Samhain Boxty Cakes

Posted by Tara Whelan on

Boxty is one of those dishes that screams "traditional" and brings you a taste of a past when food was naturally simple, organic, nurturing and delicious. Found on the Sligo/Donegal borders, in Cavan and over the border into Tyrone, Fermanagh and Derry, Boxty was a common dish which makes use of that most Irish of produce, the wonderful and versatile potato.

The name Boxty very likely derives from the old Irish word ‘bacstai’, or ‘Aran bocht-ti’, meaning ‘poor-house bread’. This dish was traditionally eaten at Halloween (Samhain as gaeilge) on the 31st of October, probably because potatoes are abundant in autumn and winter and it was a simple meal which could sustain and satisfy as the weather dampened and cooled.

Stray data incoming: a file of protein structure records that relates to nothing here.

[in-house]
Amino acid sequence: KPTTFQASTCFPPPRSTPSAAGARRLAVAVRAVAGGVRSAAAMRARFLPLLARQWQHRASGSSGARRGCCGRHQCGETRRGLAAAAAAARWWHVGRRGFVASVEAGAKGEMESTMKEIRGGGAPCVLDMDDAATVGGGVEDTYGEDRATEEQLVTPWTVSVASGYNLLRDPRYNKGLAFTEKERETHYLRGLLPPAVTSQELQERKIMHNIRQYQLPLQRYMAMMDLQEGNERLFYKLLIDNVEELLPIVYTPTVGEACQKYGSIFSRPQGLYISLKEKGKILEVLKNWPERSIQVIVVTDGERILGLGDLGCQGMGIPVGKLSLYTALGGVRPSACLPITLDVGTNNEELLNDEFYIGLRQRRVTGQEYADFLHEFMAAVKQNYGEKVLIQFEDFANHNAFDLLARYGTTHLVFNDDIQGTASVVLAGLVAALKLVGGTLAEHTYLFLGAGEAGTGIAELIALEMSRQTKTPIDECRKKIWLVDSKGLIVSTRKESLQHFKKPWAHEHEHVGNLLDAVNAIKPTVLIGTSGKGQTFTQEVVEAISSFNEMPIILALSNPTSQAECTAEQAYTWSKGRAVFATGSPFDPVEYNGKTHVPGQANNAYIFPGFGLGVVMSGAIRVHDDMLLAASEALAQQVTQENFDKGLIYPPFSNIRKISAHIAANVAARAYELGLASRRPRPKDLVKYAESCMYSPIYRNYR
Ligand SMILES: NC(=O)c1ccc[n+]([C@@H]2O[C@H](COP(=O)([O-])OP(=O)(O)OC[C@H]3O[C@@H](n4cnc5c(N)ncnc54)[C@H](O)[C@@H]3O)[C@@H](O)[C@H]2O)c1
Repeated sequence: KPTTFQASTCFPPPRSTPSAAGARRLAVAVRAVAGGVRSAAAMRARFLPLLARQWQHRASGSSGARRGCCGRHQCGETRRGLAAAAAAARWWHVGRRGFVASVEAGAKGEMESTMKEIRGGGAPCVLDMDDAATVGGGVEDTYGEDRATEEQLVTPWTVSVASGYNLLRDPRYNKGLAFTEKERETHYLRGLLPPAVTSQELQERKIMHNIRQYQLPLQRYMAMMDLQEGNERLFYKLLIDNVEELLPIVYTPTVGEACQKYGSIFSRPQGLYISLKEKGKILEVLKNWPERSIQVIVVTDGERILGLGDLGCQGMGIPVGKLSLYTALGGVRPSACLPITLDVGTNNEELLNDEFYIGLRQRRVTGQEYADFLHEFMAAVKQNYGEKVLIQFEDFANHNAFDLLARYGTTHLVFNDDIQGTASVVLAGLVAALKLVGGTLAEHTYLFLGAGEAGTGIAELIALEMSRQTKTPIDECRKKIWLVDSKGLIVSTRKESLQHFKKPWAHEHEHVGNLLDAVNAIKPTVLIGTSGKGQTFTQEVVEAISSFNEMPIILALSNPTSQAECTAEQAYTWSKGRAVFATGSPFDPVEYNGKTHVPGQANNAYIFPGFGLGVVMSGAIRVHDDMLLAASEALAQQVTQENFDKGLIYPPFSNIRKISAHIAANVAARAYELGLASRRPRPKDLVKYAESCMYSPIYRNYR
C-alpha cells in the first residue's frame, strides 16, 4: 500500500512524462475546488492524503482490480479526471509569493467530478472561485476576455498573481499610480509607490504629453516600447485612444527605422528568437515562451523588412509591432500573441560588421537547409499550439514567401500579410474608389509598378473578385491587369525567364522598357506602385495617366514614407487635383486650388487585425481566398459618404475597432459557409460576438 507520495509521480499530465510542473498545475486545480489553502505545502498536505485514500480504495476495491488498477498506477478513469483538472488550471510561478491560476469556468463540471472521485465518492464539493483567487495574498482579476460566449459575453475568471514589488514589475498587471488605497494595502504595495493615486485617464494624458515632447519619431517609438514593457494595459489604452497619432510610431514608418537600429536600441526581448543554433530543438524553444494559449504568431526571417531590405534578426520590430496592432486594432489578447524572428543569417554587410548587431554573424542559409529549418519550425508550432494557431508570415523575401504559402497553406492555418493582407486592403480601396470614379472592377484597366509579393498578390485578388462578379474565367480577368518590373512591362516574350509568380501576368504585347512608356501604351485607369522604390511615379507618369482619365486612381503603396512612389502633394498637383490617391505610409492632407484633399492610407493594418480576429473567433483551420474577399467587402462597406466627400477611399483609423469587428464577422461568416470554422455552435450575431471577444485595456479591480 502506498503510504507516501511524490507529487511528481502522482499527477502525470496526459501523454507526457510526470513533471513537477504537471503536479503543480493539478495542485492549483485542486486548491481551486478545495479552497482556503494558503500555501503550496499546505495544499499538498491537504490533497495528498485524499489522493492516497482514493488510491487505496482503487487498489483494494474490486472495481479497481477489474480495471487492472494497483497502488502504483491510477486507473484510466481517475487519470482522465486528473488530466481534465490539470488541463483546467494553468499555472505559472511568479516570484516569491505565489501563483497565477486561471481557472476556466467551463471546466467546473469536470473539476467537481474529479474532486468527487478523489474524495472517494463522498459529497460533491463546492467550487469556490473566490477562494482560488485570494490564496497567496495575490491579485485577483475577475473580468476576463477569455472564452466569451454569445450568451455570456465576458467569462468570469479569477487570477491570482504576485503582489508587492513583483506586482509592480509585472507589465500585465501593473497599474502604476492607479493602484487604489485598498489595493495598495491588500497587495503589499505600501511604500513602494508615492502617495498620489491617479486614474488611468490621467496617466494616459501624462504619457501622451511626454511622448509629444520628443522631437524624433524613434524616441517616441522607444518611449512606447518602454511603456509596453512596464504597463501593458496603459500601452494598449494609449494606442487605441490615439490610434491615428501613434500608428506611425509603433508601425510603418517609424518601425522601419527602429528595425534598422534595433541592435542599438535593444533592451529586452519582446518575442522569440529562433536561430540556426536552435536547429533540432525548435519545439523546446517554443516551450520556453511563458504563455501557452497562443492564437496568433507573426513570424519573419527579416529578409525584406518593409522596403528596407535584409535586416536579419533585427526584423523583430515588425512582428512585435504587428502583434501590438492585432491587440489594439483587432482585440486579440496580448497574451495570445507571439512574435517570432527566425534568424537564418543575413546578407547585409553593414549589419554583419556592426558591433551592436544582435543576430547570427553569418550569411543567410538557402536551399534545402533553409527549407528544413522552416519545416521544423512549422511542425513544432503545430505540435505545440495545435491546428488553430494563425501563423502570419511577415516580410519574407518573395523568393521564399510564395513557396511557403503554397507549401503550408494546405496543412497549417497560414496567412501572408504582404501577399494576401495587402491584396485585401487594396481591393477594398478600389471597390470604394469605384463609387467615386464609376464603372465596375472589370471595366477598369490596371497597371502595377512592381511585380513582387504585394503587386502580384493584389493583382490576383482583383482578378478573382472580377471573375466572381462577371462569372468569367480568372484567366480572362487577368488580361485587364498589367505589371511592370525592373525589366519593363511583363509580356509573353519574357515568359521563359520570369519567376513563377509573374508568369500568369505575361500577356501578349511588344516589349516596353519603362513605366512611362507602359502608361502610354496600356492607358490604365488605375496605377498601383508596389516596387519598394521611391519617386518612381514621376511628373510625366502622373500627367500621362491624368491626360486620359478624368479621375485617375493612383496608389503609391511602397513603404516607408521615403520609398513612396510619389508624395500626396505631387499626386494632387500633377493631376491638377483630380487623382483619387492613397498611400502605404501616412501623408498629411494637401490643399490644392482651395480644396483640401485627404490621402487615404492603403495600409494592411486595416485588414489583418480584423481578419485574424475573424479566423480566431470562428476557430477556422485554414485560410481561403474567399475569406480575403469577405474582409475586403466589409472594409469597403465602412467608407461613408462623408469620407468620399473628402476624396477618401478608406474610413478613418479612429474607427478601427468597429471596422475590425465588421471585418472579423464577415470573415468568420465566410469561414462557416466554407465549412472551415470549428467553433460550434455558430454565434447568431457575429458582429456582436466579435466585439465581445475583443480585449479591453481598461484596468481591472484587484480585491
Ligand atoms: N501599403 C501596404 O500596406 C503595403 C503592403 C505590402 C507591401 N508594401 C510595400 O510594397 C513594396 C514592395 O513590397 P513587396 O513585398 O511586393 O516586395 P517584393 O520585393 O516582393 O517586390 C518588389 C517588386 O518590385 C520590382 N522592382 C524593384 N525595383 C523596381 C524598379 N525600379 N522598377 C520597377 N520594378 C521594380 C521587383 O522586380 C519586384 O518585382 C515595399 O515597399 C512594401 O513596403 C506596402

This speciality of the northern border counties is currently back in vogue (but who care about trends) and a number of chefs are serving Boxty in different ways- for breakfast, lunch, brunch and dinner. Once you have the basics, your potato cake creations are really only limited by your imagination!

 

Ingredients:

50g Cream flour
4 Large Rooster potatoes, peeled and grated
1 egg, beaten
Pinch of bread soda, sieved
Salt and pepper
Oil for frying

Method:

1. Put grated potatoes, flour, bread soda, egg, salt and pepper into a bowl. Mix well, until all ingredients are blended together. 

2. Heat a little oil on a frying pan, when hot drop spoonfuls of mixture onto pan and fry for about 3 to 4 minutes until golden brown and crispy. Flip and repeat.

3. Some serving ideas for your Boxty:

  • Add spring onion or dillisk to your potato mix
  • Top with poached eggs and crispy bacon for brekkie or brunch
  • Or poached smoked haddock and parsley sauce for a fab supper
  • Boxty is best served hot but a chilled or ambient boxty would work well with smoked salmon and sour cream. Make tiny baby Boxty for use as appetizers.
  • Top with smoked bacon and cheddar cheese- anytime!

Note! Use as soon as mixture is mixed- if you let it stand for a length of time, the mixture can discolour. 


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